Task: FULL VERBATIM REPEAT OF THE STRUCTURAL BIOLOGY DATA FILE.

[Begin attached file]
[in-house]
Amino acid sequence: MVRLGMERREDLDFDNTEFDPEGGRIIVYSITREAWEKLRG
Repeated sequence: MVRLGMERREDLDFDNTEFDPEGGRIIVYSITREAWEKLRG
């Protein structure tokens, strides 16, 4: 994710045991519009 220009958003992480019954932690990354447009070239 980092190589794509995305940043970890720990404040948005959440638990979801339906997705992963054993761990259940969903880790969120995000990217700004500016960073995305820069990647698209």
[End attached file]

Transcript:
[in-house]
Amino acid sequence: MVRLGMERREDLDFDNTEFDPEGGRIIVYSITREAWEKLRG
Repeated sequence: MVRLGMERREDLDFDNTEFDPEGGRIIVYSITREAWEKLRG
């Protein structure tokens, strides 16, 4: 994710045991519009 220009958003992480019954932690990354447009070239 980092190589794509995305940043970890720990404040948005959440638990979801339906997705992963054993761990259940969903880790969120995000990217700004500016960073995305820069990647698209």